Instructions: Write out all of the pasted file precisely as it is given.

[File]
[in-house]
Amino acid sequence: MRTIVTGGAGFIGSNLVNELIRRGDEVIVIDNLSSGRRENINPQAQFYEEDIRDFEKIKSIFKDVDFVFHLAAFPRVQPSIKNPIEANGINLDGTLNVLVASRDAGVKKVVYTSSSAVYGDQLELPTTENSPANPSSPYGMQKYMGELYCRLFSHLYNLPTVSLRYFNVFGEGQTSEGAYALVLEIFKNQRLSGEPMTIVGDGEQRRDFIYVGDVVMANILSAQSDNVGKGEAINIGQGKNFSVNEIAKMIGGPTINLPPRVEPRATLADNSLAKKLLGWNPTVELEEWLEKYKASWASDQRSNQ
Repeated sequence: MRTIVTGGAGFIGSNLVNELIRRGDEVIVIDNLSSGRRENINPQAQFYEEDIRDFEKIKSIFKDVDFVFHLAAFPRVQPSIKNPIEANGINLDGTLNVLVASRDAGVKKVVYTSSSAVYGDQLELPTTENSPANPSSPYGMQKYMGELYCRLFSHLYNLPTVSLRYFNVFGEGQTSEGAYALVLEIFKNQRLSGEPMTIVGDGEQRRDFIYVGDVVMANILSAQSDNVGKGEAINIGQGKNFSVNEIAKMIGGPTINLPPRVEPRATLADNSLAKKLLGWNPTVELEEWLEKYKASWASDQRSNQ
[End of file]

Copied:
[in-house]
Amino acid sequence: MRTIVTGGAGFIGSNLVNELIRRGDEVIVIDNLSSGRRENINPQAQFYEEDIRDFEKIKSIFKDVDFVFHLAAFPRVQPSIKNPIEANGINLDGTLNVLVASRDAGVKKVVYTSSSAVYGDQLELPTTENSPANPSSPYGMQKYMGELYCRLFSHLYNLPTVSLRYFNVFGEGQTSEGAYALVLEIFKNQRLSGEPMTIVGDGEQRRDFIYVGDVVMANILSAQSDNVGKGEAINIGQGKNFSVNEIAKMIGGPTINLPPRVEPRATLADNSLAKKLLGWNPTVELEEWLEKYKASWASDQRSNQ
Repeated sequence: MRTIVTGGAGFIGSNLVNELIRRGDEVIVIDNLSSGRRENINPQAQFYEEDIRDFEKIKSIFKDVDFVFHLAAFPRVQPSIKNPIEANGINLDGTLNVLVASRDAGVKKVVYTSSSAVYGDQLELPTTENSPANPSSPYGMQKYMGELYCRLFSHLYNLPTVSLRYFNVFGEGQTSEGAYALVLEIFKNQRLSGEPMTIVGDGEQRRDFIYVGDVVMANILSAQSDNVGKGEAINIGQGKNFSVNEIAKMIGGPTINLPPRVEPRATLADNSLAKKLLGWNPTVELEEWLEKYKASWASDQRSNQ